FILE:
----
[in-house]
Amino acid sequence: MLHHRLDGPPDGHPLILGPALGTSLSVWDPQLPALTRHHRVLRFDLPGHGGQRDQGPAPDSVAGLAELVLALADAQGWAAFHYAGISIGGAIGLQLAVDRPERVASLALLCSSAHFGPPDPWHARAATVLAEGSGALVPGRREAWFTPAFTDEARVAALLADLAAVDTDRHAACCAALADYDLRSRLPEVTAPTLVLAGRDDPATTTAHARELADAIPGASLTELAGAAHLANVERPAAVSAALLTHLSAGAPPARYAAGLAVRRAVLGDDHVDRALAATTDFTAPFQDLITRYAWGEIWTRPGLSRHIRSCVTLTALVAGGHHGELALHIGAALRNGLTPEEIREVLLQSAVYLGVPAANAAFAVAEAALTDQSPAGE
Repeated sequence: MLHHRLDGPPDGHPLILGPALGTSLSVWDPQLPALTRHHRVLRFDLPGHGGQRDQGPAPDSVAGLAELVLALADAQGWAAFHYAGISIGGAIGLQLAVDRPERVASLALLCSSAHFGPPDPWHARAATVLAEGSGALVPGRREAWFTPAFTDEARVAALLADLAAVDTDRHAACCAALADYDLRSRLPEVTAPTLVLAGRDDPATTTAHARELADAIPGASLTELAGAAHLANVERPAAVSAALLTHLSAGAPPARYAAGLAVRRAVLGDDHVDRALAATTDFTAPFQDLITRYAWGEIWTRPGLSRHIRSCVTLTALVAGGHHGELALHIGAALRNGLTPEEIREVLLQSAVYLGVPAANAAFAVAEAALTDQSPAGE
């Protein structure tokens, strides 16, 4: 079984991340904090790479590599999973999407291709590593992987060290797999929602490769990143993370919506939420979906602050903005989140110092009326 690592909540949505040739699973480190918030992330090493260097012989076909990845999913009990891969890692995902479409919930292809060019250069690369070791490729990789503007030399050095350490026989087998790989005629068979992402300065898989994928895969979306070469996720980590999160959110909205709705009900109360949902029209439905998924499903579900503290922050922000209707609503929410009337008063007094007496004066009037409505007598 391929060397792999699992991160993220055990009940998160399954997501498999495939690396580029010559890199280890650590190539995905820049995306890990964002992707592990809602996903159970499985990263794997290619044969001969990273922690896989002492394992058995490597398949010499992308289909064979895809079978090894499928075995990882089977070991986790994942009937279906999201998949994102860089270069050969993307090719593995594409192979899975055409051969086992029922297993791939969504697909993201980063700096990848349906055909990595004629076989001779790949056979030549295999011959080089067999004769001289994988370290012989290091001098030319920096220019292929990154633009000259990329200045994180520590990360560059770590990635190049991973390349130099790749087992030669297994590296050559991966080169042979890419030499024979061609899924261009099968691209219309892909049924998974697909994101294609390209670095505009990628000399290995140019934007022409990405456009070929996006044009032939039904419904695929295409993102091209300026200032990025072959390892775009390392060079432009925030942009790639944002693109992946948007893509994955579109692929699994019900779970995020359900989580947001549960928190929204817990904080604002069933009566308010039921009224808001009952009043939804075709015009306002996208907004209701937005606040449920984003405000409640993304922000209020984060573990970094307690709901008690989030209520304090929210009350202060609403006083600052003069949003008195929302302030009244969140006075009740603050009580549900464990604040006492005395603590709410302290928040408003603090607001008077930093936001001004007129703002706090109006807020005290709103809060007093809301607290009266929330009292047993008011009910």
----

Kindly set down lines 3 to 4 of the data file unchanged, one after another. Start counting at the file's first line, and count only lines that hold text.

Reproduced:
Repeated sequence: MLHHRLDGPPDGHPLILGPALGTSLSVWDPQLPALTRHHRVLRFDLPGHGGQRDQGPAPDSVAGLAELVLALADAQGWAAFHYAGISIGGAIGLQLAVDRPERVASLALLCSSAHFGPPDPWHARAATVLAEGSGALVPGRREAWFTPAFTDEARVAALLADLAAVDTDRHAACCAALADYDLRSRLPEVTAPTLVLAGRDDPATTTAHARELADAIPGASLTELAGAAHLANVERPAAVSAALLTHLSAGAPPARYAAGLAVRRAVLGDDHVDRALAATTDFTAPFQDLITRYAWGEIWTRPGLSRHIRSCVTLTALVAGGHHGELALHIGAALRNGLTPEEIREVLLQSAVYLGVPAANAAFAVAEAALTDQSPAGE
């Protein structure tokens, strides 16, 4: 079984991340904090790479590599999973999407291709590593992987060290797999929602490769990143993370919506939420979906602050903005989140110092009326 690592909540949505040739699973480190918030992330090493260097012989076909990845999913009990891969890692995902479409919930292809060019250069690369070791490729990789503007030399050095350490026989087998790989005629068979992402300065898989994928895969979306070469996720980590999160959110909205709705009900109360949902029209439905998924499903579900503290922050922000209707609503929410009337008063007094007496004066009037409505007598 391929060397792999699992991160993220055990009940998160399954997501498999495939690396580029010559890199280890650590190539995905820049995306890990964002992707592990809602996903159970499985990263794997290619044969001969990273922690896989002492394992058995490597398949010499992308289909064979895809079978090894499928075995990882089977070991986790994942009937279906999201998949994102860089270069050969993307090719593995594409192979899975055409051969086992029922297993791939969504697909993201980063700096990848349906055909990595004629076989001779790949056979030549295999011959080089067999004769001289994988370290012989290091001098030319920096220019292929990154633009000259990329200045994180520590990360560059770590990635190049991973390349130099790749087992030669297994590296050559991966080169042979890419030499024979061609899924261009099968691209219309892909049924998974697909994101294609390209670095505009990628000399290995140019934007022409990405456009070929996006044009032939039904419904695929295409993102091209300026200032990025072959390892775009390392060079432009925030942009790639944002693109992946948007893509994955579109692929699994019900779970995020359900989580947001549960928190929204817990904080604002069933009566308010039921009224808001009952009043939804075709015009306002996208907004209701937005606040449920984003405000409640993304922000209020984060573990970094307690709901008690989030209520304090929210009350202060609403006083600052003069949003008195929302302030009244969140006075009740603050009580549900464990604040006492005395603590709410302290928040408003603090607001008077930093936001001004007129703002706090109006807020005290709103809060007093809301607290009266929330009292047993008011009910």